>Being a country with a total estimated population of 125.57 million in 2020,[2] the resident foreign population in Japan amounts to approximately 2.29% of the total population.

              • 6 days ago
                Anonymous

                >Anecdotal evidence made worse by that fact we're talking about the present.
                >2020
                You have never lived in Japan, do not speak Japanese and know virtually nothing about life here

              • 6 days ago
                Anonymous

                >You have never lived in Japan
                You're clinging to a low IQ non-argument. I assume you'll eventually come to terms with that. Also, the numbers haven't varied post-covid.
                Feel free to post any actual evidence that contradicts what I said about selective, minimal immigration in Japan as opposed to the chaotic, unbridled, socially disruptive and often illegal immigration flood in the US, Canada etc

              • 6 days ago
                Anonymous

                >chaotic, unbridled, socially disruptive and often illegal immigration flood in the US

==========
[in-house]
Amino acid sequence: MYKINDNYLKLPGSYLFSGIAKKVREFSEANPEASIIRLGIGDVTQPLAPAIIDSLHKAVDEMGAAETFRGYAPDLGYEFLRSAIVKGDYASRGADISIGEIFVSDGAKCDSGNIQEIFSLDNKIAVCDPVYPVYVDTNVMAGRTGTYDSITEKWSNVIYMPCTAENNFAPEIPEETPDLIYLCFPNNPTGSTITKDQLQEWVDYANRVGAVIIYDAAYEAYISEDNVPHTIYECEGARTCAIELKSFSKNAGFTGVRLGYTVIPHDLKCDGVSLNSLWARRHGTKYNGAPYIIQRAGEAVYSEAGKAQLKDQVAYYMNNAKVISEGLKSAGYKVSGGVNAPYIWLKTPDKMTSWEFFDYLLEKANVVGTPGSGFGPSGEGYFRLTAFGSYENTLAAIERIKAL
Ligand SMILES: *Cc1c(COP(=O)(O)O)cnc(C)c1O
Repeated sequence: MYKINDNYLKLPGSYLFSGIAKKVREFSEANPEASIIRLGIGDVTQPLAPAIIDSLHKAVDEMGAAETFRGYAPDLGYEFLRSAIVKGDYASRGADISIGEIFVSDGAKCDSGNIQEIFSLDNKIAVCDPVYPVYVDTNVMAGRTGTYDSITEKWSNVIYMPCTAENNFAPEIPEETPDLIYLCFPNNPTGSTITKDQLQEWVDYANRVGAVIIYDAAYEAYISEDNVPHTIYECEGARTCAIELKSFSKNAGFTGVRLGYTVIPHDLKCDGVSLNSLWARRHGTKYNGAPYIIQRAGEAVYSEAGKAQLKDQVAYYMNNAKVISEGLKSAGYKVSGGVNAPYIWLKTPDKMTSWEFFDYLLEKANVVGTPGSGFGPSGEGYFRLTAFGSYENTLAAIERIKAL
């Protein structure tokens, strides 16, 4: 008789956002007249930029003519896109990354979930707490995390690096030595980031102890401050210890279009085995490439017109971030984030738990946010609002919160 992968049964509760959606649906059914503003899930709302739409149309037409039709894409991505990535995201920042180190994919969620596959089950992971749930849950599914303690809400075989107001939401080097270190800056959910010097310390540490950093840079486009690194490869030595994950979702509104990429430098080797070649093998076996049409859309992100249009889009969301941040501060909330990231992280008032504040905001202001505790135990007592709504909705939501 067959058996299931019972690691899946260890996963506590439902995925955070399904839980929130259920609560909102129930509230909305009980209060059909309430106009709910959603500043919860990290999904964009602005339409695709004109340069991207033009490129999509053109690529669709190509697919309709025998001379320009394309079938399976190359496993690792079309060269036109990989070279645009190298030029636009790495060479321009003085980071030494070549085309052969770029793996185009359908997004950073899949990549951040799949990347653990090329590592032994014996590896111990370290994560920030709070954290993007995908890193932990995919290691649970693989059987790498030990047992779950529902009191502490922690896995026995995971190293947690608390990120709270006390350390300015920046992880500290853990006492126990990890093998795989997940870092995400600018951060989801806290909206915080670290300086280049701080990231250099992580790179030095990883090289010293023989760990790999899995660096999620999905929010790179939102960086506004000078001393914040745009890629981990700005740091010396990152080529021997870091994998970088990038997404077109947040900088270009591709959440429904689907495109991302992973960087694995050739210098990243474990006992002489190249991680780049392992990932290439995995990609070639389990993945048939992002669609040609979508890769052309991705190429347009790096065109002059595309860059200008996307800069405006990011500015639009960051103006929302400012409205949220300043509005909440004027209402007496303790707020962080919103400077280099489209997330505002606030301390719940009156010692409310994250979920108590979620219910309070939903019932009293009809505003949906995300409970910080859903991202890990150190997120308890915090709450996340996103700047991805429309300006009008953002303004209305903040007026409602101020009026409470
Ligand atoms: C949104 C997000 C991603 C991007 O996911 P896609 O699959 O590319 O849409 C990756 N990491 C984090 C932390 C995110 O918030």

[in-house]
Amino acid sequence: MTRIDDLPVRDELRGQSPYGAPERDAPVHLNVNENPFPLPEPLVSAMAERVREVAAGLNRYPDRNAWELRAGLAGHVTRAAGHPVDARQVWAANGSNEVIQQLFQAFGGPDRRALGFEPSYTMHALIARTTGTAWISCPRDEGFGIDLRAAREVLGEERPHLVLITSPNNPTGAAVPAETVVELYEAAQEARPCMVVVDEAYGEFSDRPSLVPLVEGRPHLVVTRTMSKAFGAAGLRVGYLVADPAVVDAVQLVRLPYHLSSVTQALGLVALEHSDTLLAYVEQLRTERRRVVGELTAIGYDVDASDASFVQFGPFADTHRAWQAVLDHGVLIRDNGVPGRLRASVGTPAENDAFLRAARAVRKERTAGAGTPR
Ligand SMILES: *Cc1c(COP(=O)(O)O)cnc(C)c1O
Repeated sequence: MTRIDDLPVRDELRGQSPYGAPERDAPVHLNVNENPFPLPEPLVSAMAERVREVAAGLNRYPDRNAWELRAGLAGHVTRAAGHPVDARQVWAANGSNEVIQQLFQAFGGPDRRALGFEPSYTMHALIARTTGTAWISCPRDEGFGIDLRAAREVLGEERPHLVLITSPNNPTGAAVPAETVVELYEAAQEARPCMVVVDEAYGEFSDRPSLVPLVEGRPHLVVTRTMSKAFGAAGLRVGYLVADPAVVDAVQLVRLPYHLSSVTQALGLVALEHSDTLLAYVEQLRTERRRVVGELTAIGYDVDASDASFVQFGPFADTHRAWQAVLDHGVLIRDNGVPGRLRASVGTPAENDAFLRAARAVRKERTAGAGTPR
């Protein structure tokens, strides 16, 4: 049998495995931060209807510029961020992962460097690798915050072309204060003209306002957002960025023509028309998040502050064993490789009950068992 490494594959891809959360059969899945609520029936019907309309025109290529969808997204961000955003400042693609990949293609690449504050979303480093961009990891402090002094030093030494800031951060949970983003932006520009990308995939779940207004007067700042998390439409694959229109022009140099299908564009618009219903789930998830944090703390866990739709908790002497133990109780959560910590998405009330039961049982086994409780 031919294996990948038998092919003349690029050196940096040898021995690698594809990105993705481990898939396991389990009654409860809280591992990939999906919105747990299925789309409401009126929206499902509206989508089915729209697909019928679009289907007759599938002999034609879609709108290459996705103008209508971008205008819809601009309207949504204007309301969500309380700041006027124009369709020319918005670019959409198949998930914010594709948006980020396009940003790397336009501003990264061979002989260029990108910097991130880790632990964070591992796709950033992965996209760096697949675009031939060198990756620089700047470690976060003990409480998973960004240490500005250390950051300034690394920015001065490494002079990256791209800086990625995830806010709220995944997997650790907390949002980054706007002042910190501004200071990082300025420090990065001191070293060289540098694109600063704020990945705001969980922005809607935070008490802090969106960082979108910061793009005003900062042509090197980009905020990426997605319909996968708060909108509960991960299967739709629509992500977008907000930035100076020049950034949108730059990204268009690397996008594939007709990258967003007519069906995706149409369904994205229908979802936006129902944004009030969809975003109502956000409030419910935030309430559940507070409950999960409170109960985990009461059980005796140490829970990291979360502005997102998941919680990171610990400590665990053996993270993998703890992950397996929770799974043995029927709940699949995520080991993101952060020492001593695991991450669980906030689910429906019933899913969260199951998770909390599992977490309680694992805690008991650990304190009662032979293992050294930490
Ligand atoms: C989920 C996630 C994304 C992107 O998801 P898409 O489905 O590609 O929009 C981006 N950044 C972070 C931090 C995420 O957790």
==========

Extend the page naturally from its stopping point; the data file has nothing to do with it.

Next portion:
Let's use your own source for this one
                https://en.wikipedia.org/wiki/Immigration_to_the_United_States#Effects_of_immigration
                >Immigrants have not been found to increase crime in the United States, and immigrants overall are associated with lower crime rates than natives.[14][15][16][170] Some research even suggests that increases in immigration may partly explain the reduction in the U.S. crime rate.[171][172] According to one study, sanctuary cities—which adopt policies designed to not prosecute people solely for being an illegal immigrant—have no statistically meaningful effect on crime.
                If it's on Wikipedia it must be true
                You have never lived in Japan, do not speak Japanese and know virtually nothing about life here

              • 6 days ago
                Anonymous

                have not been found to increase crime in the United States,
                Loitering/leeching off taxpayers are criminal in that they have a negative social effect including drug use, littering, begging etc.